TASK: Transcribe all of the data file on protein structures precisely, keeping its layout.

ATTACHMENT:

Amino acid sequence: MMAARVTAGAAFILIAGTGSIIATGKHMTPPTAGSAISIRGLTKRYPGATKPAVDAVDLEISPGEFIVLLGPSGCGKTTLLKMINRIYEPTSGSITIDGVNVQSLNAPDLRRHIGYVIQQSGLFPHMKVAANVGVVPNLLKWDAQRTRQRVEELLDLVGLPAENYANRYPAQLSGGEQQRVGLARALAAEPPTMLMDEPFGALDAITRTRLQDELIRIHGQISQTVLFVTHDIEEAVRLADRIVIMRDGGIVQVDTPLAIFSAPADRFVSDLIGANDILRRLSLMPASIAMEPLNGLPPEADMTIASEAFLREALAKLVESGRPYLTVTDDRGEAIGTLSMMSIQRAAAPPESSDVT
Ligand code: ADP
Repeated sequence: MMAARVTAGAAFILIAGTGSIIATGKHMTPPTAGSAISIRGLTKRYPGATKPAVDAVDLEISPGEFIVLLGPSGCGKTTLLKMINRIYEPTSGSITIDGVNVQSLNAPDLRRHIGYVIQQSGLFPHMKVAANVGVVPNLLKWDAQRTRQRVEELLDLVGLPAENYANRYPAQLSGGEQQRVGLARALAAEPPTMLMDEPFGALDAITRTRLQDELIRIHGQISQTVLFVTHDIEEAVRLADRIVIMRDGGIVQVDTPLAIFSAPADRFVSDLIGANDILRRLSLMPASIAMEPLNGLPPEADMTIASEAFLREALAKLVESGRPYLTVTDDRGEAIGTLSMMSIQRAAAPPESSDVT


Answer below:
Amino acid sequence: MMAARVTAGAAFILIAGTGSIIATGKHMTPPTAGSAISIRGLTKRYPGATKPAVDAVDLEISPGEFIVLLGPSGCGKTTLLKMINRIYEPTSGSITIDGVNVQSLNAPDLRRHIGYVIQQSGLFPHMKVAANVGVVPNLLKWDAQRTRQRVEELLDLVGLPAENYANRYPAQLSGGEQQRVGLARALAAEPPTMLMDEPFGALDAITRTRLQDELIRIHGQISQTVLFVTHDIEEAVRLADRIVIMRDGGIVQVDTPLAIFSAPADRFVSDLIGANDILRRLSLMPASIAMEPLNGLPPEADMTIASEAFLREALAKLVESGRPYLTVTDDRGEAIGTLSMMSIQRAAAPPESSDVT
Ligand code: ADP
Repeated sequence: MMAARVTAGAAFILIAGTGSIIATGKHMTPPTAGSAISIRGLTKRYPGATKPAVDAVDLEISPGEFIVLLGPSGCGKTTLLKMINRIYEPTSGSITIDGVNVQSLNAPDLRRHIGYVIQQSGLFPHMKVAANVGVVPNLLKWDAQRTRQRVEELLDLVGLPAENYANRYPAQLSGGEQQRVGLARALAAEPPTMLMDEPFGALDAITRTRLQDELIRIHGQISQTVLFVTHDIEEAVRLADRIVIMRDGGIVQVDTPLAIFSAPADRFVSDLIGANDILRRLSLMPASIAMEPLNGLPPEADMTIASEAFLREALAKLVESGRPYLTVTDDRGEAIGTLSMMSIQRAAAPPESSDVT